To learn more about Pierce, I invite you to discover the Everly Gray Adventure series.

A Touch of Betrayal
Bored, restless, and ever curious, Everly Gray schedules a week off from her personal coaching business, takes her ESP fingers out of protective custody, and begins to explore the remains of her parents' property. It's time for her to track their killers and bring them to justice.

That's the plan. Until one of her so-called friends (Tynan Pierce) kidnaps her for an impromptu trip to Hawaii, and she discovers the pain of betrayal.

Before he married Everly, Mitchell Hunt made a bargain with the devil—and lost. When he shows up in Hawaii to make things right, danger follows him, and escalates when a rogue government agent, and a militant psychopath with her gang of minions vie for control of Everly and her healing gifts.

Mitch's betrayal has put Everly's life in danger and flips their relationship to the other side of romance, where there's no way back—or is there?

Wednesday, March 20, 2013


BB Cream

Have you discovered BB cream yet? What are you waiting for? BB cream has become a working woman’s best friend, a one-and-done product that eliminates the need for many other skin care products.

BB is short for “blemish” or “beauty” balm. Think it’s only a tinted moisturizer? Think again. BB cream is an all-in-one skin hydrator, primer, foundation, and sunscreen. Some BB creams also contain caffeine and antioxidants that will help tighten and rejuvenate your skin.

BB creams are now available from many cosmetic manufacturers. You’re bound to find one that best suits both your skin and your budget.

Tuesday, March 19, 2013


Annie Adams is the author of The Final Arrangement, book one in The Flower Shop Mystery series. When not writing she can be found teaching workshops to authors about the business of being a writer, or arranging flowers and delivering them in her own Zombie Delivery Van. Today Annie visits us to discuss using flowers to decorate your home. Learn more about Annie at her website.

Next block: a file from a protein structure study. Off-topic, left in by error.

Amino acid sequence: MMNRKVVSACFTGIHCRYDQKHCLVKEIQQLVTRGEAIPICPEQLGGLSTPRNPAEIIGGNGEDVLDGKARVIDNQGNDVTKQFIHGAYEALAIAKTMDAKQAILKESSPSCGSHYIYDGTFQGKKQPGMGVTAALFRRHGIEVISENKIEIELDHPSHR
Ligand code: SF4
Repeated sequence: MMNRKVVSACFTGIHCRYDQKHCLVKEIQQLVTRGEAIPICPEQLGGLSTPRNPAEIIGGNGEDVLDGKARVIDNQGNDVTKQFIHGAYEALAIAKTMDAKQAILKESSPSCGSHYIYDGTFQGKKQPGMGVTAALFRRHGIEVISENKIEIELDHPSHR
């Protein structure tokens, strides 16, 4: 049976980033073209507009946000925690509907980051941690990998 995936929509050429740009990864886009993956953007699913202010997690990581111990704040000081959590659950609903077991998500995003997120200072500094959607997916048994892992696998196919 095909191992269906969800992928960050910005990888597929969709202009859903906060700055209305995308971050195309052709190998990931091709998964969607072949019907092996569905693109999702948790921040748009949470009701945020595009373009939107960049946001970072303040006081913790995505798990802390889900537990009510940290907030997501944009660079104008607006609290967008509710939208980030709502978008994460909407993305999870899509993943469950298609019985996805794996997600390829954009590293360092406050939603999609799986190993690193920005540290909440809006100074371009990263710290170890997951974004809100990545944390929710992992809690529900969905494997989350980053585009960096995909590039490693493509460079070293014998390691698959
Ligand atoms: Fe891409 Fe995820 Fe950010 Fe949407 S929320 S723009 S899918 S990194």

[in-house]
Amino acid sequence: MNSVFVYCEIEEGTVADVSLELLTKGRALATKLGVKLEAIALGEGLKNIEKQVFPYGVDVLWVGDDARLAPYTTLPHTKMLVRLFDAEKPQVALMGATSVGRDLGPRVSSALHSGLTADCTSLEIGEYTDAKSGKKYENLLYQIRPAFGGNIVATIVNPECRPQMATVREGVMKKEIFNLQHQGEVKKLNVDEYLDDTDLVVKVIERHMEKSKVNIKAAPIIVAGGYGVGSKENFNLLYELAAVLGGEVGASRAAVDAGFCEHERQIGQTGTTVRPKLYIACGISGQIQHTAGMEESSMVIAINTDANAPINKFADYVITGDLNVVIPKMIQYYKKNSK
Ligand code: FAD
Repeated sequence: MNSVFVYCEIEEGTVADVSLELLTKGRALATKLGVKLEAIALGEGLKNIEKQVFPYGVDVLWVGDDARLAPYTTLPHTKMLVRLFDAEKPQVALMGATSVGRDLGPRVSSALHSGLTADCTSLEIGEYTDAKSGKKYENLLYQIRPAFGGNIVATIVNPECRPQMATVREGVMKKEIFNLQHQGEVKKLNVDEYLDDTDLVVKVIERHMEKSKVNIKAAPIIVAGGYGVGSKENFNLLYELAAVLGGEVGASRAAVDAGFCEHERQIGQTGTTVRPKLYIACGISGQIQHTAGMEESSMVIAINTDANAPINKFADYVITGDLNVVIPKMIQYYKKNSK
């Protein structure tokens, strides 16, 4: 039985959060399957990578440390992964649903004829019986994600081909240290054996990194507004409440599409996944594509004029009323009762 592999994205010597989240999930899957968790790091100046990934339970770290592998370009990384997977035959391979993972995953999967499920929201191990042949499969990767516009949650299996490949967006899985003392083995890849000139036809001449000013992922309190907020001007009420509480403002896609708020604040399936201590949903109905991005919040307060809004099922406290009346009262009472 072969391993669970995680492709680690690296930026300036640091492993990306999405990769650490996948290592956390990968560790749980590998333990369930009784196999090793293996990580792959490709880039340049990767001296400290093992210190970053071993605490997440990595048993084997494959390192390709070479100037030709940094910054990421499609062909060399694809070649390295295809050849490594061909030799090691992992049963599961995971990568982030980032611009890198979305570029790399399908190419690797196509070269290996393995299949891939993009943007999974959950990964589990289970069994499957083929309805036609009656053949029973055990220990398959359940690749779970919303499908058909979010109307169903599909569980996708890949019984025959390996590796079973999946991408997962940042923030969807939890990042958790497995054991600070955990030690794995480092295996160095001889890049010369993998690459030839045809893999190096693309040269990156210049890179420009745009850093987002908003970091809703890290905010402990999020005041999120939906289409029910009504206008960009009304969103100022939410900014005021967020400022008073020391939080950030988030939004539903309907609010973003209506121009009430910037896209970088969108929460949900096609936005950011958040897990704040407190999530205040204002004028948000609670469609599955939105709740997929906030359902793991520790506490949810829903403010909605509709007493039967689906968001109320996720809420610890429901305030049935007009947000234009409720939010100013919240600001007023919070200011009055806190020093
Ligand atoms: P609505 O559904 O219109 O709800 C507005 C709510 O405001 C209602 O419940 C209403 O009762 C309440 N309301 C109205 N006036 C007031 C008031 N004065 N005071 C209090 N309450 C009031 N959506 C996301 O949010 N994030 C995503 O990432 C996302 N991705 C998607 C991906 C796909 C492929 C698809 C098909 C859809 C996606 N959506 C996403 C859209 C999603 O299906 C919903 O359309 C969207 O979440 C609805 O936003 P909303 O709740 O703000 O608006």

Annie is offering either a paperback or e-copy of The Final Arrangement to one of our readers who posts a comment. Please make sure you either leave an email address with your comment or check back on Sunday to see if you’re the winner. We can’t get your book to you if we have no way of contacting you. -- AP

The Final Arrangement is the first in The Flower Shop Mystery Series, where you will find our heroine, Quincy McKay working away in her flower shop. Following are some things she would like to pass on about using flowers in your home.

Flowers are beautiful, they smell nice, and they are used to mark special occasions. Too expensive to keep around the house…right?


Even a single bloom has the power to make an emotional impact in your life as soon as you see it, not to mention what the aroma can do to balance hormones and improve your overall well being. And, a single flower can cost as little as a dollar or two.